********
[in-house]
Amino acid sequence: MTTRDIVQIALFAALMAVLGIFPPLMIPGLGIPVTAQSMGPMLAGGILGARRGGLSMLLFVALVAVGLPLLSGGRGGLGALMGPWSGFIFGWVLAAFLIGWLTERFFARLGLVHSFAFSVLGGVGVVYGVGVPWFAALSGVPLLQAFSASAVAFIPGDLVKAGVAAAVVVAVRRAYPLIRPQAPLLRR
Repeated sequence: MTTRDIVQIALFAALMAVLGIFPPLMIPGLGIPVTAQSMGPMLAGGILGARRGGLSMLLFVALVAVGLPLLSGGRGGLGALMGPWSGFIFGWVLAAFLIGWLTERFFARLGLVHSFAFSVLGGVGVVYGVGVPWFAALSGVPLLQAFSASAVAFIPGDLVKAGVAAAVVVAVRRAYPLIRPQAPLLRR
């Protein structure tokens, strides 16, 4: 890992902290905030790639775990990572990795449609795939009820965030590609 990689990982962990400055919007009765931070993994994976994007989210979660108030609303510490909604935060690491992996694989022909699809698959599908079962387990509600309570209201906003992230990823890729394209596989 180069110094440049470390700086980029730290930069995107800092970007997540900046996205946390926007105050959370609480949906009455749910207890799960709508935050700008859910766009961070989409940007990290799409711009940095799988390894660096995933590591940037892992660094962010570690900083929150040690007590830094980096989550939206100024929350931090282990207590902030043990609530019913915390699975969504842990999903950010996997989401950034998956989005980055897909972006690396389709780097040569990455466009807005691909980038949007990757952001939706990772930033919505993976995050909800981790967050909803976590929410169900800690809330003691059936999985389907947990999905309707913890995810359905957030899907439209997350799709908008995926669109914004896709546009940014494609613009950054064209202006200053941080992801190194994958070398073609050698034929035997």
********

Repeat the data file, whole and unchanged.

[in-house]
Amino acid sequence: MTTRDIVQIALFAALMAVLGIFPPLMIPGLGIPVTAQSMGPMLAGGILGARRGGLSMLLFVALVAVGLPLLSGGRGGLGALMGPWSGFIFGWVLAAFLIGWLTERFFARLGLVHSFAFSVLGGVGVVYGVGVPWFAALSGVPLLQAFSASAVAFIPGDLVKAGVAAAVVVAVRRAYPLIRPQAPLLRR
Repeated sequence: MTTRDIVQIALFAALMAVLGIFPPLMIPGLGIPVTAQSMGPMLAGGILGARRGGLSMLLFVALVAVGLPLLSGGRGGLGALMGPWSGFIFGWVLAAFLIGWLTERFFARLGLVHSFAFSVLGGVGVVYGVGVPWFAALSGVPLLQAFSASAVAFIPGDLVKAGVAAAVVVAVRRAYPLIRPQAPLLRR
């Protein structure tokens, strides 16, 4: 890992902290905030790639775990990572990795449609795939009820965030590609 990689990982962990400055919007009765931070993994994976994007989210979660108030609303510490909604935060690491992996694989022909699809698959599908079962387990509600309570209201906003992230990823890729394209596989 180069110094440049470390700086980029730290930069995107800092970007997540900046996205946390926007105050959370609480949906009455749910207890799960709508935050700008859910766009961070989409940007990290799409711009940095799988390894660096995933590591940037892992660094962010570690900083929150040690007590830094980096989550939206100024929350931090282990207590902030043990609530019913915390699975969504842990999903950010996997989401950034998956989005980055897909972006690396389709780097040569990455466009807005691909980038949007990757952001939706990772930033919505993976995050909800981790967050909803976590929410169900800690809330003691059936999985389907947990999905309707913890995810359905957030899907439209997350799709908008995926669109914004896709546009940014494609613009950054064209202006200053941080992801190194994958070398073609050698034929035997």